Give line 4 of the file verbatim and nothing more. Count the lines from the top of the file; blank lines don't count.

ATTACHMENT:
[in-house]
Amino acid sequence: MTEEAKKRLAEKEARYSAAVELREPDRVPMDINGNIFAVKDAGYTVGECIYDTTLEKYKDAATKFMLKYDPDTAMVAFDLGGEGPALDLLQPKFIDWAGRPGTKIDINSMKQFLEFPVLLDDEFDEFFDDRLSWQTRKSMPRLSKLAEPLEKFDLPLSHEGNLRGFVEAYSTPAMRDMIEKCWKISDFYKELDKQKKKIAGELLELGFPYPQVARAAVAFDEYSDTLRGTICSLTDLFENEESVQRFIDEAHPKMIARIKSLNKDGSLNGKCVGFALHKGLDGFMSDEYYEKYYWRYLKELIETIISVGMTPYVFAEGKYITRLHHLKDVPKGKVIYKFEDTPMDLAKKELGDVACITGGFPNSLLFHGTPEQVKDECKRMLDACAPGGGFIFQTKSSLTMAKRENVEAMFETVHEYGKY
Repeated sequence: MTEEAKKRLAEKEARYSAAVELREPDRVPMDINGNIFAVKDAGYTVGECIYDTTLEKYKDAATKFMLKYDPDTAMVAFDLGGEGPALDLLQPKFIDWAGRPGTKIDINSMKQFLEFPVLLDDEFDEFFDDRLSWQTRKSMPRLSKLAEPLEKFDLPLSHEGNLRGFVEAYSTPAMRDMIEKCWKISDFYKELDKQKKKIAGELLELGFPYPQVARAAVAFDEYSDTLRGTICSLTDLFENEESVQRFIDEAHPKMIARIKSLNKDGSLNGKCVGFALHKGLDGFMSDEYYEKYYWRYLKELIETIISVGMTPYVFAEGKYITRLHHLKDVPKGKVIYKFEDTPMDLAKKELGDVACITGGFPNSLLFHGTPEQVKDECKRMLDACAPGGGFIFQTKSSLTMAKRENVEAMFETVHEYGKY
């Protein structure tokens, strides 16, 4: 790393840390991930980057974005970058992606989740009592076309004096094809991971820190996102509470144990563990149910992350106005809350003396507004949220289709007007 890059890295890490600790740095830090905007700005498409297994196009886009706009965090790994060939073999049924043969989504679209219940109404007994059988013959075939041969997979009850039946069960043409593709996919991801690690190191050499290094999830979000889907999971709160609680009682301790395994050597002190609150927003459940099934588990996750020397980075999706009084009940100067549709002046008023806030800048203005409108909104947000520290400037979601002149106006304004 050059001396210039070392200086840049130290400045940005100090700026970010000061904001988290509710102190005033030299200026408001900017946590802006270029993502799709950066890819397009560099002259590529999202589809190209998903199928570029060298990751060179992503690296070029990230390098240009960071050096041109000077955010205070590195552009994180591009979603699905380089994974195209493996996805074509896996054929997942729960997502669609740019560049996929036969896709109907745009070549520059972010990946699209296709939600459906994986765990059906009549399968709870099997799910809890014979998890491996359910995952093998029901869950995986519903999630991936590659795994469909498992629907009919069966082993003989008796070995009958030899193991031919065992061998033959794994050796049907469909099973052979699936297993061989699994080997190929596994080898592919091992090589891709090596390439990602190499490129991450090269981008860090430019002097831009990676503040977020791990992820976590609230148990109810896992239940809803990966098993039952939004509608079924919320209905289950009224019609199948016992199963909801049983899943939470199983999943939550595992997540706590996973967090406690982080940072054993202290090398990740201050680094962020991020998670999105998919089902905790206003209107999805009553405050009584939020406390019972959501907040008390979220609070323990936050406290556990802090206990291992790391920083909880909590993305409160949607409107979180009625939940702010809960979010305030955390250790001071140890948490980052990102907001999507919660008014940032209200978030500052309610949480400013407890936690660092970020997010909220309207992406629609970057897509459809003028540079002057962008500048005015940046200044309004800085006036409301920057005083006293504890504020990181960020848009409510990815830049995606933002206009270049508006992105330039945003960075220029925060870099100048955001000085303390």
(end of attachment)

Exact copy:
């Protein structure tokens, strides 16, 4: 790393840390991930980057974005970058992606989740009592076309004096094809991971820190996102509470144990563990149910992350106005809350003396507004949220289709007007 890059890295890490600790740095830090905007700005498409297994196009886009706009965090790994060939073999049924043969989504679209219940109404007994059988013959075939041969997979009850039946069960043409593709996919991801690690190191050499290094999830979000889907999971709160609680009682301790395994050597002190609150927003459940099934588990996750020397980075999706009084009940100067549709002046008023806030800048203005409108909104947000520290400037979601002149106006304004 050059001396210039070392200086840049130290400045940005100090700026970010000061904001988290509710102190005033030299200026408001900017946590802006270029993502799709950066890819397009560099002259590529999202589809190209998903199928570029060298990751060179992503690296070029990230390098240009960071050096041109000077955010205070590195552009994180591009979603699905380089994974195209493996996805074509896996054929997942729960997502669609740019560049996929036969896709109907745009070549520059972010990946699209296709939600459906994986765990059906009549399968709870099997799910809890014979998890491996359910995952093998029901869950995986519903999630991936590659795994469909498992629907009919069966082993003989008796070995009958030899193991031919065992061998033959794994050796049907469909099973052979699936297993061989699994080997190929596994080898592919091992090589891709090596390439990602190499490129991450090269981008860090430019002097831009990676503040977020791990992820976590609230148990109810896992239940809803990966098993039952939004509608079924919320209905289950009224019609199948016992199963909801049983899943939470199983999943939550595992997540706590996973967090406690982080940072054993202290090398990740201050680094962020991020998670999105998919089902905790206003209107999805009553405050009584939020406390019972959501907040008390979220609070323990936050406290556990802090206990291992790391920083909880909590993305409160949607409107979180009625939940702010809960979010305030955390250790001071140890948490980052990102907001999507919660008014940032209200978030500052309610949480400013407890936690660092970020997010909220309207992406629609970057897509459809003028540079002057962008500048005015940046200044309004800085006036409301920057005083006293504890504020990181960020848009409510990815830049995606933002206009270049508006992105330039945003960075220029925060870099100048955001000085303390």